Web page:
Customer data brought into the system is written into a proprietary sparse file called a Patch File. These are append-only files (AOFs), meaning that your data can only be added to the Patch File while it is marked as being open. This powerful file system will refuse writes at the API level that are not append-only. Patch Block within each Patch Files generate checksums. These checksums are computed and stored in a separate Fingerprint File before data transformations are committed. This process ensures that the original file remains intact with forced validation during read operations. Data integrity is achieved as Patch Blocks are routinely verified against their checksums. In order to counter a ransomware attack, the original, validated data must be restored from backup. As Patch Files are not exposed to any external systems or customer administrator accounts, this ensures that meticulous care is taken to restore exactly what was originally stored in a backup.
The other option is to divide Patch Files into fixed length segments called Stripes. As Stripes are written, the AOF computes a Stripe level checksum, which is stored within each Stripe Metadata. Stripes are further divided into physical Chunks where activities such as replication and erasure coding occur. As each Chunk is written, a checksum is computed and stored in the Stripe Metadata alongside the list of chunks. These checksums are periodically recomputed and compared against the checksums in the Stripe Metadata and if a data rebuild is needed, erasure coding is automatically leveraged in the background.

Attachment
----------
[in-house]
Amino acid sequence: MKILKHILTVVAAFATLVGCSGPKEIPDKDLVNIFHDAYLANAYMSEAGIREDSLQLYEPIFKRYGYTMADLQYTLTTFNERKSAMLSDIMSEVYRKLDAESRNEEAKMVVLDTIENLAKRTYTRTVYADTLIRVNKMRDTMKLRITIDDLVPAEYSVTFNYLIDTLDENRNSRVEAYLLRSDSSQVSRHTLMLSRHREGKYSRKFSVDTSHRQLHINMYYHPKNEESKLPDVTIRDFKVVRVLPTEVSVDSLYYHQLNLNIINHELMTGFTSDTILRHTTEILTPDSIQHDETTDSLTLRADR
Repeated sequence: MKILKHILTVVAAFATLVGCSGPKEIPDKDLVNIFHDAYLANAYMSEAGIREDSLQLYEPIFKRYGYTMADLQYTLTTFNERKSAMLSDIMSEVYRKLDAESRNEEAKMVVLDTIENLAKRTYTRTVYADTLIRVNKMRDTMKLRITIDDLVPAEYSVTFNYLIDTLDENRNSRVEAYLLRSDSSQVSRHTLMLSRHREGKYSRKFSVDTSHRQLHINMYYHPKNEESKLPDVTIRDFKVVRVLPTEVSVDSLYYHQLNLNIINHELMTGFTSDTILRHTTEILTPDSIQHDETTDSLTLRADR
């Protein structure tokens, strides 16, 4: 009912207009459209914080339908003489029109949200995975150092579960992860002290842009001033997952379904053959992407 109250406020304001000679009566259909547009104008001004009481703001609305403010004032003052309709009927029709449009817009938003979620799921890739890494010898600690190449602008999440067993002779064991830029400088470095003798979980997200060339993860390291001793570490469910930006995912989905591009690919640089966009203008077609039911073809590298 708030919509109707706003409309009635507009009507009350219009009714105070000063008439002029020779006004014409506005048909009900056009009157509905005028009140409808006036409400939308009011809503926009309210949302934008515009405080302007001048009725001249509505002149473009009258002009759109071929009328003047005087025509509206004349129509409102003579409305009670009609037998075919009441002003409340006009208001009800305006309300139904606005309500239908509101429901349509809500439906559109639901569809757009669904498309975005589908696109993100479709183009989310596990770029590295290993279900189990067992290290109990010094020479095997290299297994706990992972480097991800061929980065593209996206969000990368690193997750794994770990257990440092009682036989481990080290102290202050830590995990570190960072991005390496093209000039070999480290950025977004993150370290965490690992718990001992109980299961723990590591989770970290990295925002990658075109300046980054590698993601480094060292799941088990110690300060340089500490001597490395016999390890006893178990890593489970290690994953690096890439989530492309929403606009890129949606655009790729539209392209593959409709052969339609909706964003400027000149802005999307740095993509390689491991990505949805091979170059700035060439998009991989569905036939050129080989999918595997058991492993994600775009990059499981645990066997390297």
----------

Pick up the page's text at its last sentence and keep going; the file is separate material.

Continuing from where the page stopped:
Identify and secure data cluster connections
Traditional approaches to cluster security often rely on a “full trust” model in which all members of the cluster are able to communicate with one another. This creates a weak surface area when designing a defence in depth architecture. Each cluster has some number of nodes that need to communicate with one another. Create secured cluster communications by using TLS protocol with certificate-based mutual authentication. This means each node that wants to exchange data should be validated by strong, randomised passwords on a per-node basis. Thus, the “admin/admin” style of default local authentication, easily searchable on the web and adds an attack vector, should never be an option.
Implement systems hardening standards to support backup architecture
There are numerous other elements to protect the integrity of the system through internal security measures. Organisations can minimise the attack surface by integrating systems hardening standards.
Control what end-users can do in the database using role-based access permissions
Screen and allow only certified applications and services to run within the data platform
Pre-configure the services that can access each other
Designate authorised personnel who can authenticate software images
Disable inactive user ports
Ransomware attacks can be debilitating and organisations need to devise a reliable recovery plan to ensure minimal downtime. A responsive ransomware strategy leverages the power of immutable backup to recover the most recent clean data and restore critical services. Today, when absolutely no organisations are impervious to cyber-attacks, backup immutability should be part of businesses’ defence strategy.